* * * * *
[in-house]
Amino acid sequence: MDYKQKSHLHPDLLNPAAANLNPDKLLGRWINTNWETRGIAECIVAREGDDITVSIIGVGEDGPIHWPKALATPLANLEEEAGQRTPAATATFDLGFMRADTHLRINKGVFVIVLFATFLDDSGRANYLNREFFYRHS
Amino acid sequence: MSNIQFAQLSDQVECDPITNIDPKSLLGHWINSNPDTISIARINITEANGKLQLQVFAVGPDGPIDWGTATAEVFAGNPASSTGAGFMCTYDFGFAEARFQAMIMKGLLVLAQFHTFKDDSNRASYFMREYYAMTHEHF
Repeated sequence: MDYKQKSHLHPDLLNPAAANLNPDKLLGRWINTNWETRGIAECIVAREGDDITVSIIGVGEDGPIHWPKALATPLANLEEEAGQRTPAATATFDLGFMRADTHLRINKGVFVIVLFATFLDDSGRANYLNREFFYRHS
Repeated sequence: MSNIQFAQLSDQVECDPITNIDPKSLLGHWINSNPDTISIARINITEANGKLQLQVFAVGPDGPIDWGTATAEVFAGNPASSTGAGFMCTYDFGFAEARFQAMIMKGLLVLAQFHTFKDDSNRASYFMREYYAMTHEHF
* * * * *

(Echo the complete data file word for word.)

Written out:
[in-house]
Amino acid sequence: MDYKQKSHLHPDLLNPAAANLNPDKLLGRWINTNWETRGIAECIVAREGDDITVSIIGVGEDGPIHWPKALATPLANLEEEAGQRTPAATATFDLGFMRADTHLRINKGVFVIVLFATFLDDSGRANYLNREFFYRHS
Amino acid sequence: MSNIQFAQLSDQVECDPITNIDPKSLLGHWINSNPDTISIARINITEANGKLQLQVFAVGPDGPIDWGTATAEVFAGNPASSTGAGFMCTYDFGFAEARFQAMIMKGLLVLAQFHTFKDDSNRASYFMREYYAMTHEHF
Repeated sequence: MDYKQKSHLHPDLLNPAAANLNPDKLLGRWINTNWETRGIAECIVAREGDDITVSIIGVGEDGPIHWPKALATPLANLEEEAGQRTPAATATFDLGFMRADTHLRINKGVFVIVLFATFLDDSGRANYLNREFFYRHS
Repeated sequence: MSNIQFAQLSDQVECDPITNIDPKSLLGHWINSNPDTISIARINITEANGKLQLQVFAVGPDGPIDWGTATAEVFAGNPASSTGAGFMCTYDFGFAEARFQAMIMKGLLVLAQFHTFKDDSNRASYFMREYYAMTHEHF